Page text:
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Will the Sales Champ Remain Ford’s Hot Seller?

Passenger Front Side View
Craig Perronne
| Brand Manager, Dirt Sports & Off Road
Posted April 1, 2001
Photographers: Ford Motor Company

The Scoop Behind a Makeover That Includes Four-Wheel Independent Suspension

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  • 2002 Ford Explorer.

  • Safety continues to be a major priority for Ford and 2002 Explorers will come with a Safety Canopy airbag in addition to airbags for the driver and passenger. The Safety Canopy deploys a side-curtain airbag to protect occupants from head injuries during a roll-over. Unlike conventional airbags, the Safety Canopy airbag will stay fully inflated for six seconds.

  • Both rows of seats in the Explorer fold easily and lay flat. This allows for maximum use of the cargo area.

  • Ford engineers said that using independent rear suspension (IRS) allowed for them to design a flatter frame in the rear and have a floor that was seven inches lower. These facts made it possible to have a wider third-row seat. It is an interesting design in which the halfshafts actually pass through a porthole in the frame.

  • Specs.

Since its introduction in 1990, the Ford Explorer has been the best-selling SUV ever, with more than 3.6 million units sold. However, the SUV market has undergone radical change since the Explorer’s launch, with today’s market featuring a sea of SUVs all vying for specific niches in what used to be, by itself, a niche market. With increased competition, Ford knew that it had to redesign its sales-leader, or it wouldn’t lead for long. The redesign, however, had to be more than skin-deep. So rather than just slapping a new fascia on and calling it done, Ford went for a total rework.

This new Explorer takes on a slightly larger, more rounded look that gives it the appearance of a baby Expedition. In fact, the Explorer is 2.5 inches wider than before, and has a wheelbase that is two inches longer than previously. But it maintains the same overall length and height as the previous generation.

There’s two engine options—a 4.0L V-6 or a 4.6L V-8. The V-6 is an improved version of the current SOHC V-6 and produces 210 horsepower and 250 lb-ft of torque. The V-8 is an all-aluminum version of the now-familiar SOHC 4.6L modular engine. This one produces 240 horsepower and 280 lb-ft of torque. Both engines will go 100,000 miles before their first scheduled tune-up, with routine fluid and filter changes called for under normal driving conditions.

The 2002 Explorer also offers two transmission choices of either a five-speed manual or a five-speed automatic. The manual transmission will be available only with the V-6 engine while the automatic can be found in both V-6 and V-8 Explorers. Interestingly, the automatic is sealed from the factory with 11 quarts of a semi-synthetic blend of transmission fluid that should not require service for the first 150,000 miles.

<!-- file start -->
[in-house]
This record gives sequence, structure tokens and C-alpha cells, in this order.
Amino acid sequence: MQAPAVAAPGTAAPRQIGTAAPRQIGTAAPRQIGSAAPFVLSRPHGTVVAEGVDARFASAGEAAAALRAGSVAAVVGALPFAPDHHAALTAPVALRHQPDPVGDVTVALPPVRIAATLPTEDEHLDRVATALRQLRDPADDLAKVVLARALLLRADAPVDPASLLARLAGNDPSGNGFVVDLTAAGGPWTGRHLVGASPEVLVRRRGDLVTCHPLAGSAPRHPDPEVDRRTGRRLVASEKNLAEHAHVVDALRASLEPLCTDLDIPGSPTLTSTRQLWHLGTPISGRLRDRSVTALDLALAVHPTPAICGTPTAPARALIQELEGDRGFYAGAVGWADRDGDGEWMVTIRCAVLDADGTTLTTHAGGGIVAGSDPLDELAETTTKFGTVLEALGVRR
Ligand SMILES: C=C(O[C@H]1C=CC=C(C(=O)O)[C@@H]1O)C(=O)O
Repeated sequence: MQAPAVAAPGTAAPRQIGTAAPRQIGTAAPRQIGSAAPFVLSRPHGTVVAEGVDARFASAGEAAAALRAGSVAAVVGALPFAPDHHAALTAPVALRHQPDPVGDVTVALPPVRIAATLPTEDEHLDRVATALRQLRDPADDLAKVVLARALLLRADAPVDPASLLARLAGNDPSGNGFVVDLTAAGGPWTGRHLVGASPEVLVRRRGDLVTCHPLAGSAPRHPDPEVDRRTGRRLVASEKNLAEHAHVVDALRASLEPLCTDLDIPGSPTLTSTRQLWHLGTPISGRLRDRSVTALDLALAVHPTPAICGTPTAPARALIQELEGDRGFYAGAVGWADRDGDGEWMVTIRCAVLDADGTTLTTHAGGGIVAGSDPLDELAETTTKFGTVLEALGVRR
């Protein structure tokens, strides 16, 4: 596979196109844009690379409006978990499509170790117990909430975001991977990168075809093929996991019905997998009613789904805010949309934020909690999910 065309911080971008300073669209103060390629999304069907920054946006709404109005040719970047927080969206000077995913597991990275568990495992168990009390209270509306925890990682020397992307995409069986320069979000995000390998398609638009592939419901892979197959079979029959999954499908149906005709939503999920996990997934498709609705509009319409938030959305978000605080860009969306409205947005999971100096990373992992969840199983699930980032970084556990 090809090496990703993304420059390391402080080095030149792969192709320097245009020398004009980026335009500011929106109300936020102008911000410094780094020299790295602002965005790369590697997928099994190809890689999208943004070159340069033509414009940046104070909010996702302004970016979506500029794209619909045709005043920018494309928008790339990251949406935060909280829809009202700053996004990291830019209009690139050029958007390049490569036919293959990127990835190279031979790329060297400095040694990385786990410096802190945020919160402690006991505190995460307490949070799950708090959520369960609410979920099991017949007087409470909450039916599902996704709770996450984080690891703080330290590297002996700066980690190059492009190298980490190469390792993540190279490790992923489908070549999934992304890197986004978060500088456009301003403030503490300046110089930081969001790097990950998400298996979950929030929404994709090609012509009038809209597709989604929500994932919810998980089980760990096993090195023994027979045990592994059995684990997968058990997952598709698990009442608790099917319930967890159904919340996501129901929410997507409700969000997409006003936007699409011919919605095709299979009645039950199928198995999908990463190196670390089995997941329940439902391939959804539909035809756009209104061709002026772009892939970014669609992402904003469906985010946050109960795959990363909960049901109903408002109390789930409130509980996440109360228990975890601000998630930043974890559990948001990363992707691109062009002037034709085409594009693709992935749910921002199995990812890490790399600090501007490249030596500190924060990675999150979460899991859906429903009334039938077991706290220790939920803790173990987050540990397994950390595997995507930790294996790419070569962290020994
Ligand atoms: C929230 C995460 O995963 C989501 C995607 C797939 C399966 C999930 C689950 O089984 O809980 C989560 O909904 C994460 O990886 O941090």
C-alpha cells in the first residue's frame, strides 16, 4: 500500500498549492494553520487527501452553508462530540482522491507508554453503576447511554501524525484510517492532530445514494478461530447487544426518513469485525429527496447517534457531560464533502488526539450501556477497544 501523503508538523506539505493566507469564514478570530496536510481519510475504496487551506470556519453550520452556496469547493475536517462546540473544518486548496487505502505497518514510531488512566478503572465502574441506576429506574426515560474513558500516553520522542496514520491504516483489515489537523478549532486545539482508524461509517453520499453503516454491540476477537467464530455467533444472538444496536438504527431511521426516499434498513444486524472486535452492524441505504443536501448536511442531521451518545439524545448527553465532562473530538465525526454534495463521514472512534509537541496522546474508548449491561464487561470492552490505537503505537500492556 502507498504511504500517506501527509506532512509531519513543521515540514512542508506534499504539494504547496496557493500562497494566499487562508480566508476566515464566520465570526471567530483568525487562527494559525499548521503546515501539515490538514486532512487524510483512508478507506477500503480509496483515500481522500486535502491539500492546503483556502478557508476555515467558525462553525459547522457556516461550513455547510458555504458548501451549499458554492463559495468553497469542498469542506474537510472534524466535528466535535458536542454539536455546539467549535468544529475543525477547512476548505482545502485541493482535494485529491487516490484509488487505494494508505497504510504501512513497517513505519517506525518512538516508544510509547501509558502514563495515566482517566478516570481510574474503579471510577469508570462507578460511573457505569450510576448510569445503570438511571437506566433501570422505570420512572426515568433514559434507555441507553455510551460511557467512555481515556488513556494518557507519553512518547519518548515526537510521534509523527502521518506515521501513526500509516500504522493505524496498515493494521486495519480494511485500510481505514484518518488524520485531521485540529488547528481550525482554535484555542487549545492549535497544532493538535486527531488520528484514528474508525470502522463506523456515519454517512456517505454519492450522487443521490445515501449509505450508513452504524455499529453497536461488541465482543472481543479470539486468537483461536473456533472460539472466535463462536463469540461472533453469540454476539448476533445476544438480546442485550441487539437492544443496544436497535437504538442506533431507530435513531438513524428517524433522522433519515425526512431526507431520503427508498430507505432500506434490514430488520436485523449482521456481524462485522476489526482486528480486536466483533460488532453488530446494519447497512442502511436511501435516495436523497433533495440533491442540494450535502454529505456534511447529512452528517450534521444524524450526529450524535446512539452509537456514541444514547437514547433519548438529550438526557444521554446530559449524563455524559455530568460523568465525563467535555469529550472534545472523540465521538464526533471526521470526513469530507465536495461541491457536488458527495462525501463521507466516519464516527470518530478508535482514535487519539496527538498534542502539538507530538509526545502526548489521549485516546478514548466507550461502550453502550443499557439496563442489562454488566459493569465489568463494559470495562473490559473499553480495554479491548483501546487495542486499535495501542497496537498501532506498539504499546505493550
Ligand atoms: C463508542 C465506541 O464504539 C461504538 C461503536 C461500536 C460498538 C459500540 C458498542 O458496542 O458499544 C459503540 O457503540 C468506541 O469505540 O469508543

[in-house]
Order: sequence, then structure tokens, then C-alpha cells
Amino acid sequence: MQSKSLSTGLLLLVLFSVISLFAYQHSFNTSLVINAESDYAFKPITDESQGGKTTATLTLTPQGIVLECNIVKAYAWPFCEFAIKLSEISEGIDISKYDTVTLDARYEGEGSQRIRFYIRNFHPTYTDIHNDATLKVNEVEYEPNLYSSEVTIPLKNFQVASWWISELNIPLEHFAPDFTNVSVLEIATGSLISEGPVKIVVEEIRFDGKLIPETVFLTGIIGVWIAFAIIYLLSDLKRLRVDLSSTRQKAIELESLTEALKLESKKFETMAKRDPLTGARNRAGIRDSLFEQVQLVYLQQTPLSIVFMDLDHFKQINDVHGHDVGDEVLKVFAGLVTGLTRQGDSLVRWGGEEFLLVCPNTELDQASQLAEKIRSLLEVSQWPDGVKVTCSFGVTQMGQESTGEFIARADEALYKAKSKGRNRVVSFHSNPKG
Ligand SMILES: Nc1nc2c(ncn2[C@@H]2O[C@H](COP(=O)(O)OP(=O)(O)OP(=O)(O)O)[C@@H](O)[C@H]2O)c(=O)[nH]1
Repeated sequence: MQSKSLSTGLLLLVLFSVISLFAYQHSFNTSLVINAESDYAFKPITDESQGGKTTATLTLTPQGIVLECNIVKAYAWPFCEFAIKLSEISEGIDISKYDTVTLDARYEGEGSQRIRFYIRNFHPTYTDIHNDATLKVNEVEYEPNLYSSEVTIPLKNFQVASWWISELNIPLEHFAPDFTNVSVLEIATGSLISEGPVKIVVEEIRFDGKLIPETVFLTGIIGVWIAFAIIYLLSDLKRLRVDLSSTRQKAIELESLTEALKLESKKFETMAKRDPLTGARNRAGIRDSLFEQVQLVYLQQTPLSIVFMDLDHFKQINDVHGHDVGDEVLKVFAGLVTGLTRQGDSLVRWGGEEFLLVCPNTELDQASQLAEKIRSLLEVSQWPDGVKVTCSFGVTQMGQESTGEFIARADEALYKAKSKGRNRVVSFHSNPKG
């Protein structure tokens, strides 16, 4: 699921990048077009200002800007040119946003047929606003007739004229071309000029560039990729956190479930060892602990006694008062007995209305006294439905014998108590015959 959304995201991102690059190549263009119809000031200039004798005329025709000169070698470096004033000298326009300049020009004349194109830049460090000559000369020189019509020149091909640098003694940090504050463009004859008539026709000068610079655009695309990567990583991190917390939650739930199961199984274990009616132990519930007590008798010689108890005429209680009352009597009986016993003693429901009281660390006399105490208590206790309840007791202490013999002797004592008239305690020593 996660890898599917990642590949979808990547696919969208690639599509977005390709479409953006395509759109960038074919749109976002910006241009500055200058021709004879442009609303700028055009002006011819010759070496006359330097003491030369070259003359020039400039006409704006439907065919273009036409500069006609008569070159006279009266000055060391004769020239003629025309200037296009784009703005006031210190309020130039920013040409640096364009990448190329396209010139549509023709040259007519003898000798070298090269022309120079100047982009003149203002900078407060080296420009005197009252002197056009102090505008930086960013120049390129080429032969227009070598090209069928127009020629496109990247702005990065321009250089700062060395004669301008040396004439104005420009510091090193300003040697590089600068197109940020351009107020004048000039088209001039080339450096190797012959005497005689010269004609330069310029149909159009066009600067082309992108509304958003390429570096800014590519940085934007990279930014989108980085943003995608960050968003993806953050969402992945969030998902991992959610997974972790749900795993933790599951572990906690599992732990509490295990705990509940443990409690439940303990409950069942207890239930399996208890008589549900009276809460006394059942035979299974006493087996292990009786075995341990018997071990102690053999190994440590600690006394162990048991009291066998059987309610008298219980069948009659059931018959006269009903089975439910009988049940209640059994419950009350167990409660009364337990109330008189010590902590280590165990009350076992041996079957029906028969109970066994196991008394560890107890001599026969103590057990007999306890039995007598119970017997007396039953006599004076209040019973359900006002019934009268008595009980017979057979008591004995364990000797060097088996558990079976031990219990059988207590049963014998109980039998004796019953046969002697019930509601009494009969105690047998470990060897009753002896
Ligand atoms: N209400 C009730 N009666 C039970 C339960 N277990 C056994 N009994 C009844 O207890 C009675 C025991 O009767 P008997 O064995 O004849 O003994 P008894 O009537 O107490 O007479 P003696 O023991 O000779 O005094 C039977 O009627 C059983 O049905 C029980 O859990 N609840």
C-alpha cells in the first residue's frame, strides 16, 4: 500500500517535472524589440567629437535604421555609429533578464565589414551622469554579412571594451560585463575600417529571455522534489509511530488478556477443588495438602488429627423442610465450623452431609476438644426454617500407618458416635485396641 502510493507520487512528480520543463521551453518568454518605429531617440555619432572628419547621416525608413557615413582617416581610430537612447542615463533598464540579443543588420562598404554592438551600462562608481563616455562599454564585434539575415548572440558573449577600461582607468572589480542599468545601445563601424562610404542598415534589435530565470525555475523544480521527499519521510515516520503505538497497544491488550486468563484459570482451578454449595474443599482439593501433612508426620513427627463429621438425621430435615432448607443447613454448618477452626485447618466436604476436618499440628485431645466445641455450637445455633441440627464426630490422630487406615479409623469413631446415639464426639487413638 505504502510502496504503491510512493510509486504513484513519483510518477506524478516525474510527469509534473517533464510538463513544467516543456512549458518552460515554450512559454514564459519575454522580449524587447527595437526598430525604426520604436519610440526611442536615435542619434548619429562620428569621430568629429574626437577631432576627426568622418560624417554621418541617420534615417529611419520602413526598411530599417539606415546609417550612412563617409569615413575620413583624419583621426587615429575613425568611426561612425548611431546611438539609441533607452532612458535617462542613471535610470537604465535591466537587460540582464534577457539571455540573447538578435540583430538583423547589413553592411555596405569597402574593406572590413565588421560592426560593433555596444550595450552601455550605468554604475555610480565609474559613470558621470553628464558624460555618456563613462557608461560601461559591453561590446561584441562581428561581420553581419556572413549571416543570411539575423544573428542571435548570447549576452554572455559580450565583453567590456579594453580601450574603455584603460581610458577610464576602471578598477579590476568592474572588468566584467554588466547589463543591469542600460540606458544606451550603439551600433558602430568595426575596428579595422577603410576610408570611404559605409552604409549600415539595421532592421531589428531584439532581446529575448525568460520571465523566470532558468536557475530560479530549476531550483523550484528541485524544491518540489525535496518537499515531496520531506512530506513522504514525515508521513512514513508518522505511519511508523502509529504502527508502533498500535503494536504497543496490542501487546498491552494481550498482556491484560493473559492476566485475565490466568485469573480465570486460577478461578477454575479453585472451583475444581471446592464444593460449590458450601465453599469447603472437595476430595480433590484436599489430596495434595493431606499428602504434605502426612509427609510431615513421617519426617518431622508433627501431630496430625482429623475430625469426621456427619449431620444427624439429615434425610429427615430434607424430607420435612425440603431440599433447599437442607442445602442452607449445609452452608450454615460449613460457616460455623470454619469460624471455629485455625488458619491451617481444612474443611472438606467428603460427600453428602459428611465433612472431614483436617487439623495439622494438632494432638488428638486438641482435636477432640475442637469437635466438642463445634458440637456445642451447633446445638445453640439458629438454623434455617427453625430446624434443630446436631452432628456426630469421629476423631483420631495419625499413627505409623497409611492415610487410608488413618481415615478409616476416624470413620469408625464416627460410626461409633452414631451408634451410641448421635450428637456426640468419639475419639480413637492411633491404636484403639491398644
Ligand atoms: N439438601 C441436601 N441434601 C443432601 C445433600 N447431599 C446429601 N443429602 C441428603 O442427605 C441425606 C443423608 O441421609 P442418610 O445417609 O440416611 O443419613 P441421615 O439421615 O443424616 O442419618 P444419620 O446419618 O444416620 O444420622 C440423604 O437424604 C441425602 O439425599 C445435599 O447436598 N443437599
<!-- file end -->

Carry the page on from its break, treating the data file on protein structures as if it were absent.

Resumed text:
The Explorer’s four-wheel-drive system has also been refined. The Control Trac system now has its own dedicated electronic controller that allows it to do a better job of managing the four-wheel-drive system when it is in the “4x4 Auto” setting. In this setting, the controller normally delivers all engine torque to the rear wheels but when slippage is sensed, it can redirect up to 100 percent of the torque to the front wheels. The Control Trac system also has the conventional four-low and four-high settings.

Perhaps the most interesting feature, and to us the most controversial, is the new suspension of the 2002 Ford Explorer, which features independent rear suspension (IRS). Usually vehicles that have an independent front suspension (IFS) characteristically have had most of their articulation in the rear, with a solid axle providing the majority of the flex. Putting independent suspension at every corner eliminates this. We have found very little articulation on the IFS/IRS vehicles we have driven in the past, which has hurt trail performance.

So how does the Explorer actually perform? In our brief time with it, we found that the V-6 does an adequate job of moving this SUV’s 4,300 pounds. While the V-6 was nothing to get excited about, the performance of the V-8 did a lot more to get the blood pumping. At highway speeds, the Explorer is quieter on the inside than the previous generation was. The interior of the redesigned 2002 also offers more room. Ford took advantage of the extra 2.5 inches of width to give the interior a more open feel. The independent rear suspension also allowed Ford engineers room for a third-row seat that folds flat to the floor to allow room for cargo.

On-road ride and handling also seem improved but unfortunately the back roads of Arizona, where the Explorer was introduced, offered smooth surfaces that were devoid of potholes and other irregularities that might otherwise have given the suspension a workout. Our off-road expedition consisted of a snowy and muddy road that the Explorer handled fairly easily. It did a good job of finding traction and motored up most obstacles. However, the trail did not test the articulation of the Explorer, which we suspect is limited. While the off-roading was easy, it was probably the most trail work any sane person would do with a brand-new SUV.

We aren’t sold on the independent rear suspension, but overall this new Explorer is an improved package. Will it continue to be Ford’s hot seller? Only time will answer that question, but we suspect that the 2002 Explorer will continue to build upon the strong success it has enjoyed.

Explore It If:

You have been waiting for an improved version of the Explorer.

Forget It If:

You think that independent rear suspension belongs only on sports cars.

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